It would be the world’s most highly classified book club! While they’re hanging out in the SCIF, maybe senators could (by unanimous consent, of course) binge-watch some favorite TV shows.
I suggest they catch up on “Lost in Space.” It would help them better understand Trump’s impeachment defense.
In the ’60s cult classic, recently revived by Netflix, 11-year-old Will Robinson and his space-colonizing family, forced to crash-land on an alien planet, must fight to survive in the strange and hostile environment light years from home.
Trump’s lawyers, in three days making their case on the Senate floor, characterized the president in similar terms: surrounded on all sides by dangerous aliens trying to harm him. Jim Comey! Robert Mueller! Peter Strzok! Lisa Page! Bruce and Nellie Ohr! Christopher Steele! Impeachment managers!
“Danger, danger, danger!” cried out Trump lawyer Jay Sekulow. The Trump lawyers invoked “danger” some two dozen times in 90 minutes Tuesday.
The House delayed sending impeachment articles to the Senate.
“Danger, danger, danger!” Sekulow said.
The articles cite no specific violation of law.
“Danger, danger, danger!”
The House managers would trample attorney-client privilege, Sekulow alleged.
“Danger, danger, danger!”
No, Will Robinson! Does not compute! I cannot accept that course of action!
The bizarre closing argument fits neatly with Trump’s worldview, from his apocalyptic acceptance speech to his American-carnage inaugural to his daily complaints that he is the perpetual victim maltreated by many foes. Trump reportedly found his attorneys’ legal arguments boring on Monday, so they closed with something more his speed: fear.
The president’s entire defense was like a sci-fi series. The plot wasn’t terribly complicated (lawyers used only about 14 of their allotted 24 hours). There were robots (Patrick Philbin) and aliens (Ken Starr, Alan Dershowitz). There were special effects and simulated explosions. And there was an overriding tale of good against evil, in which a perfect protagonist battles powerful, dark forces.
“The president did nothing wrong,” his lawyers wrote in their brief.
“The president has done absolutely nothing wrong,” White House Counsel Pat Cipollone declared in his opening arguments.
“Everything here was done correctly,” Philbin asserted Tuesday.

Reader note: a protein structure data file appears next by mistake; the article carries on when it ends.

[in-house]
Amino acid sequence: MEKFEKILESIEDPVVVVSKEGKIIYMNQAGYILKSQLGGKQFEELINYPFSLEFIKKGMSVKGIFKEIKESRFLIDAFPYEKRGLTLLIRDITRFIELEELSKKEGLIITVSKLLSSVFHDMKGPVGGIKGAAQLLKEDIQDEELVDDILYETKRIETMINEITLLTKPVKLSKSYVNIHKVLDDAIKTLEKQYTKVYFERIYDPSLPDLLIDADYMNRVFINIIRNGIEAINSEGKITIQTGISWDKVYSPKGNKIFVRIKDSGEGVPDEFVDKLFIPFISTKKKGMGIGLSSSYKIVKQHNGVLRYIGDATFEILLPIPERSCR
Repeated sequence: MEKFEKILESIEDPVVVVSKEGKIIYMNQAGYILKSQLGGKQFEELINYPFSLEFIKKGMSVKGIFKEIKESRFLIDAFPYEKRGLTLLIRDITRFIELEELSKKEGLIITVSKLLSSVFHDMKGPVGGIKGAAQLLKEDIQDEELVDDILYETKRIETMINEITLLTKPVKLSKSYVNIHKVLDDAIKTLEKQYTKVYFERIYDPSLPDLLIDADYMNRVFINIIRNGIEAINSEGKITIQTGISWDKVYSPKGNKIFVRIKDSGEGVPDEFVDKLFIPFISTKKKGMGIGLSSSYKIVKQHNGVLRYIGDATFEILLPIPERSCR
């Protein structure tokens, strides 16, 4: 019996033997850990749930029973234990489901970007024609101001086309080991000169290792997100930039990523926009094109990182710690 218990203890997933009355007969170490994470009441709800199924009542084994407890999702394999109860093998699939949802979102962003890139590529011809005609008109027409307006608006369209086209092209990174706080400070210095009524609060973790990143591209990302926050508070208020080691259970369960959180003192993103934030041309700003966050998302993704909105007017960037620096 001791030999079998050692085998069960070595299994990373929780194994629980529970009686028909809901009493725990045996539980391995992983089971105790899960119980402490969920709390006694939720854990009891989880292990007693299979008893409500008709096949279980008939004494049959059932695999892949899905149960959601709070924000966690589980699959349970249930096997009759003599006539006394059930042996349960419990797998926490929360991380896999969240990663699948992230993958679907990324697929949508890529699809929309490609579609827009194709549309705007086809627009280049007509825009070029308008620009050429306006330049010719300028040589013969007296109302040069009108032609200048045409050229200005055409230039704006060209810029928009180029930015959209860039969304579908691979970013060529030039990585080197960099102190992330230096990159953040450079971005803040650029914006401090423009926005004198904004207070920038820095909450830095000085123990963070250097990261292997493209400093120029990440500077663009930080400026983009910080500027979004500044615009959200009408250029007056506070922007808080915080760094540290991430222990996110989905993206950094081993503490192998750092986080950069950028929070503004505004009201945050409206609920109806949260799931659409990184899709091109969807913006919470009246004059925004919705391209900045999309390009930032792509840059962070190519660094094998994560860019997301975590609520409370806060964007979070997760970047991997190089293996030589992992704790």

“The president at all times acted with perfect, legal, authority,” Sekulow echoed.
In real life, nobody believes this; even Starr, in a more honest moment, criticized Trump’s “extraordinarily poor judgment.” But in our sci-fi version, our hero makes the “perfect call” and bravely meets danger after horribly unfair danger.
Philbin declared that the House managers were making a “dangerous” move and that the Framers thought it “dangerous.” How dangerous? “One of the greatest dangers.”
Sekulow followed this warm-up by declaring that “you can’t view this case in a vacuum” and invoked many favorite Trump villains who have nothing to do with impeachment: Comey, Page, Strzok, the Ohrs, Steele, the dossier, the FBI’s FISA court abuses — and that terribly dangerous Mueller. “Bob Mueller allowed the evidence on the phones of those agents to be wiped clean while there was an investigation going on!” Sekulow said.
Like his boss’s Twitter stream, Sekulow’s argument ricocheted from dubious complaint to extraneous grievance: spies surveilling the Trump campaign. Democrats running for president. Managers criticizing Trump for acting in his own self-interest when he’s working at “the highest level to obtain peace in the Middle East.” A disagreement over whether managers spent 21 or 23 hours making their case. Burisma and those corrupt Bidens! An “ongoing corruption” problem in Ukraine. Bolton’s “inadmissible” allegations in that “unpublished manuscript.” A “scary” situation.
Um, relevance? “You’ve now heard from legal scholars, from a variety of schools of thought, from a variety of political backgrounds,” Sekulow said, “but they do have a common theme, with a dire warning: danger, danger, danger!”
Repeatedly in his recitation of perils, Sekulow told the senators to put themselves “in the shoes of the president,” and for a moment I was filled with sympathy for Trump.
It must be terribly scary for Trump to be lost on this alien, dangerous planet, with only a robot (played by Stephen Miller) for a friend. And we must do everything we can to help him return to wherever he came from.
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